Agreement on the Conservation of Albatrosses and Petrels

Constraints in monitoring populations of burrowing petrels: New Zealand's Grey-faced Petrel as an example

Rachel Buxton (Department of Zoology and Centre for Sustainability, University of Otago, Dunedin, New Zealand) and colleagues have published in the Journal of Wildlife Management on monitoring burrowing petrels, utilizing field data from the Grey-faced Petrel Pterodroma macroptera gouldi.

The paper’s abstract follows:

“Burrow-nesting petrels (order Procellariiformes) are keystone species in island ecosystems, where they modify habitat through guano deposition and burrow digging.  Burrowing petrels are among the most threatened groups of birds, yet robust long-term monitoring data remain scarce because of the financial and logistical constraints of working on offshore breeding islands, the variety of surveying strategies used, and the birds’ below-ground breeding behavior.  We examined the sampling requirements of monitoring programs to detect changes in the number of breeding pairs of gray-faced petrels (Pterodroma gouldi), a common species in northern New Zealand.  We first examined the relationship between burrow entrance density and breeding pair density using 4 years of data from 3 large colonies.  We then conducted a simulation-based power analysis to assess the ability of different burrow-occupancy sampling regimes to detect changes in breeding bird abundance.  Power to detect change was influenced by population growth rates, initial bird density, interannual variation in abundance, plot size, number of plots, intervals between surveys, time of year surveys are undertaken, and duration of the monitoring program.  Our analyses suggest that, under the most suboptimal monitoring conditions, at least 45 randomly assigned 5-m-radius plots surveyed annually during the incubation period for 20 years will be required to detect a 1% annual change in breeding bird abundance.  Because power will vary depending on project specifications, local conditions, and potential change, we created an online application with over 50,000 combinations of starting parameters (  This allows managers to determine the power of different combinations of survey intensities while maintaining consistency and maximizing efficiency.”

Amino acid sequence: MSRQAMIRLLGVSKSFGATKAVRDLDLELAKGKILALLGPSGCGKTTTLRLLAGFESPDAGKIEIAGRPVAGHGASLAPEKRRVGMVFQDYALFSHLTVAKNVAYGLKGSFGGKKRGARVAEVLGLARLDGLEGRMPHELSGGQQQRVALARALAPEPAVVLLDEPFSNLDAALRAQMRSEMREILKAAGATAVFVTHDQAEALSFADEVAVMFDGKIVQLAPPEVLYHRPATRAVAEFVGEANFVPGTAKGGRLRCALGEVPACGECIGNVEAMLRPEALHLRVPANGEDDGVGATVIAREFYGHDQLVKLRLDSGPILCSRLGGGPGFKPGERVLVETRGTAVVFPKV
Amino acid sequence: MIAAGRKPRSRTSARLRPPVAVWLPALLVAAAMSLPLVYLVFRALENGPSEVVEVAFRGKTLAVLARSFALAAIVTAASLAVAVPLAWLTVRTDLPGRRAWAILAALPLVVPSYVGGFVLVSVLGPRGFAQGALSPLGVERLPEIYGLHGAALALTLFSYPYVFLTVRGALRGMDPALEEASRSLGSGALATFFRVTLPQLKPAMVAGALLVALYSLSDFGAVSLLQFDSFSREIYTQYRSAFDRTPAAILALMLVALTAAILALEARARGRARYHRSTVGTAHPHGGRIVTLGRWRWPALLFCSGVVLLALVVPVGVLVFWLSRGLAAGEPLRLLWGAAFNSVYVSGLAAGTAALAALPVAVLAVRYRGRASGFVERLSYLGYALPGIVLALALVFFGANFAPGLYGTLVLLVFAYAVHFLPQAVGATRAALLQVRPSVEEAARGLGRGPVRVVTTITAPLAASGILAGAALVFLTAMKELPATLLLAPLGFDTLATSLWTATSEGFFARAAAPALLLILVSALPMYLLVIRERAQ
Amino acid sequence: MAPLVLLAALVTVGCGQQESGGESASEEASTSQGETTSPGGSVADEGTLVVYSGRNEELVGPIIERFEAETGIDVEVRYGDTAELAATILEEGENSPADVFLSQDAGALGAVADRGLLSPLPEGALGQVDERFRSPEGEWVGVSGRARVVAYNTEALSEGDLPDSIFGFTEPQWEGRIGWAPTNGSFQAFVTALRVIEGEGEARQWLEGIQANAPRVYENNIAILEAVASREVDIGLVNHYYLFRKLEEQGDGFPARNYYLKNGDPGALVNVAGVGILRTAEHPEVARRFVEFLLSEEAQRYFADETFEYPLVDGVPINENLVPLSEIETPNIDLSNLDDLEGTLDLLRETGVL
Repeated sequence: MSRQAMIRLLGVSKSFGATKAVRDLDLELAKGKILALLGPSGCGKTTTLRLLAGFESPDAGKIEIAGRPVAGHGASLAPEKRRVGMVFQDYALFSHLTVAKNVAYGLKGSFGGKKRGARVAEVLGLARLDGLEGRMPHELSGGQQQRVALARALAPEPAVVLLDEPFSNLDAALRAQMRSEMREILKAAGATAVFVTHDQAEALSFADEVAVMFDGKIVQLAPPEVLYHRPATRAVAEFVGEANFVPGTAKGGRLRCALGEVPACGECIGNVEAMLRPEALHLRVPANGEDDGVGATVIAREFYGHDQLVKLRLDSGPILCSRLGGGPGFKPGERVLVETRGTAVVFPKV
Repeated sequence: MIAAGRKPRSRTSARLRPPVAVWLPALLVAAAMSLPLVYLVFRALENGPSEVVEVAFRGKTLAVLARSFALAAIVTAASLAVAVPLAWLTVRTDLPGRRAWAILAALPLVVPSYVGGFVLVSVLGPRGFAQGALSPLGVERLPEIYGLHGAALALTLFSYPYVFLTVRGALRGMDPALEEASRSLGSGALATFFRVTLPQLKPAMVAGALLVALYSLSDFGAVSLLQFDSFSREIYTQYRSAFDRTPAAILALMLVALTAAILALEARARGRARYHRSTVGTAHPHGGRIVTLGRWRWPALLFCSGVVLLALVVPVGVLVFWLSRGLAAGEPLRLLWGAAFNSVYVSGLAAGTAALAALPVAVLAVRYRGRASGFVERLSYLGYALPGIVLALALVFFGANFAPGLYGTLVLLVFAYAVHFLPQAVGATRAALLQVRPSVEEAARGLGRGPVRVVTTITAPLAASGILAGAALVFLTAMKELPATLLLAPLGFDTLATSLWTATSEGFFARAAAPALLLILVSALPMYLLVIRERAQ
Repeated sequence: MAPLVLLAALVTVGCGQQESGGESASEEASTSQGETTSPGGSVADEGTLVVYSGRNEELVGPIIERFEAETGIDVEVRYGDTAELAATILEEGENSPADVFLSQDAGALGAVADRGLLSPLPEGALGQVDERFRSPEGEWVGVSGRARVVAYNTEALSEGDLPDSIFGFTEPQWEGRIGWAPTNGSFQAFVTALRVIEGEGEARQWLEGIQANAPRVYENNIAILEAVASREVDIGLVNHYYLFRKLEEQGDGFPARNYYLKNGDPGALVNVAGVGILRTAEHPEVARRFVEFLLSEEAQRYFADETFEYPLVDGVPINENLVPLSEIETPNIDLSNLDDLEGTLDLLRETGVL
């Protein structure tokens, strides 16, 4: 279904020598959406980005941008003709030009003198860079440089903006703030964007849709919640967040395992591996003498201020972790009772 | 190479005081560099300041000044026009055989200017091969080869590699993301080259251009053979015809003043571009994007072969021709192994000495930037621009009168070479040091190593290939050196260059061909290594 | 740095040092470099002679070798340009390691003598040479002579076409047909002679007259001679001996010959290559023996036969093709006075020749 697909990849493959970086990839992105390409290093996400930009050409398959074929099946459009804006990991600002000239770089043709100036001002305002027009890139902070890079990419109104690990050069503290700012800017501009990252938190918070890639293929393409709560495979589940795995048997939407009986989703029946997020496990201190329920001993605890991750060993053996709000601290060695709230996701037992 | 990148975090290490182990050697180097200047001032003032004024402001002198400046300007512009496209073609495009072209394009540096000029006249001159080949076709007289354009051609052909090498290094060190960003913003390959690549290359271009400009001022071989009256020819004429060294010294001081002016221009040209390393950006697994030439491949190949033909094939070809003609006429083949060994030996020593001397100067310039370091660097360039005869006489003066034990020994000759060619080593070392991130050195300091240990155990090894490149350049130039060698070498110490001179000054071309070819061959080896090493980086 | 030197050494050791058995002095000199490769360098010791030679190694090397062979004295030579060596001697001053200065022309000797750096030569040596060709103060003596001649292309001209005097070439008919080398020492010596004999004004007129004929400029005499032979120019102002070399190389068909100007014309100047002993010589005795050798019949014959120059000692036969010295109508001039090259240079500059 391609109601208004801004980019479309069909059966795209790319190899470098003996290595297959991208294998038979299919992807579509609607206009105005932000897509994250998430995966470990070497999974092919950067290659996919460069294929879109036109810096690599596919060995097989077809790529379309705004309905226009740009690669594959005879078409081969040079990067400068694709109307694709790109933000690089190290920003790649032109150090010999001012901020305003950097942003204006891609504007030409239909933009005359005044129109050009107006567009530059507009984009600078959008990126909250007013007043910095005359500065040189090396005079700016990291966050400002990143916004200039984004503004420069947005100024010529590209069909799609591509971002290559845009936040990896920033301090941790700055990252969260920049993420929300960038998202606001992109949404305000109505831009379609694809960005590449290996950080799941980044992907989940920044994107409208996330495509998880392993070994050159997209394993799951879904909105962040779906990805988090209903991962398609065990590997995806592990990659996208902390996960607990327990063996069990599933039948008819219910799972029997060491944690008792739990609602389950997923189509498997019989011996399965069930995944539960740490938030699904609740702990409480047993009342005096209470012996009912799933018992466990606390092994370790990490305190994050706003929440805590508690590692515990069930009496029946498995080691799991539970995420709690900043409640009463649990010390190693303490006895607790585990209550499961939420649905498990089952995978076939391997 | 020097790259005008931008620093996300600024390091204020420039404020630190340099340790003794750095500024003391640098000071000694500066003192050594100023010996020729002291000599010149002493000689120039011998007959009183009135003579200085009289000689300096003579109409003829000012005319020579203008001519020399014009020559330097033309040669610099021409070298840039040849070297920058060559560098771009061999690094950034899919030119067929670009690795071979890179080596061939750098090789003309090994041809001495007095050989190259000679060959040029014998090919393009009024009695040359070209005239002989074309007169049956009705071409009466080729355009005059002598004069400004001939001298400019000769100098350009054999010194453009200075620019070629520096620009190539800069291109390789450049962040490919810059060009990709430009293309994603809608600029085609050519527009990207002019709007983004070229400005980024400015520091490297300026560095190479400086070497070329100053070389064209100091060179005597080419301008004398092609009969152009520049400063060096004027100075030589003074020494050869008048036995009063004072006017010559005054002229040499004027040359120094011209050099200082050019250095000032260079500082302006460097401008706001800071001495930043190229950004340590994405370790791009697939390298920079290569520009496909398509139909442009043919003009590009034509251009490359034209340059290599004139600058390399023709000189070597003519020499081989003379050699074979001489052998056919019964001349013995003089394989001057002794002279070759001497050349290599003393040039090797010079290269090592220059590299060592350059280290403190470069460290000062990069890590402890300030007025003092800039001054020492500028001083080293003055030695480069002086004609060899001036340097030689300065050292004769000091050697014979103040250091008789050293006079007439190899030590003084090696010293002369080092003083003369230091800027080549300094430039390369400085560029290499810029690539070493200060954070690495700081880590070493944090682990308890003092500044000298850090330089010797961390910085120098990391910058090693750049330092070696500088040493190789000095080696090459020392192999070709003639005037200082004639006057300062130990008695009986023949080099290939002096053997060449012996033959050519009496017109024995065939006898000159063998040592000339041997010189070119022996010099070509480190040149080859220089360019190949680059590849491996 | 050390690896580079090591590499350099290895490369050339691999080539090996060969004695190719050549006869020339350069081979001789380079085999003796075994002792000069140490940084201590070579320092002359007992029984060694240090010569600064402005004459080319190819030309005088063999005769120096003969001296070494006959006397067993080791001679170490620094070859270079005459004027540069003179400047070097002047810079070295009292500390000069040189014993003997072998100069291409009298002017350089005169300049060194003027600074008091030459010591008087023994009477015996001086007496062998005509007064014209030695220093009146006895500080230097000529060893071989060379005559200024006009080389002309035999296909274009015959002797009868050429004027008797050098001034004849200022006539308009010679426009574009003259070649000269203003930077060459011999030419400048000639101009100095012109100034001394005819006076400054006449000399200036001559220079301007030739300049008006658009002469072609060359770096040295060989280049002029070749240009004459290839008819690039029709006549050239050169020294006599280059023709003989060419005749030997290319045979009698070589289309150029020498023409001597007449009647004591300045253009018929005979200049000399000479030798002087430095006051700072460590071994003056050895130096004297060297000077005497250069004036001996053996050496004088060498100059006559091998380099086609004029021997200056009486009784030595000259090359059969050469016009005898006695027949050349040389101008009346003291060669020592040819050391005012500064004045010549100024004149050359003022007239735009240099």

Grey-faced Petrel, courtesy of Sabine's Sunbird

With thanks to Rachel Buxton.


Buxton, R.T., Gormley, A.M., Jones, C.J., Lyver, P.o’B. 2015.  Monitoring burrowing petrel populations: a sampling scheme for the management of an island keystone species.  Journal of Wildlife Management DOI: 10.1002/jwmg.994.

John Cooper, ACAP Information Officer, 29 September 2015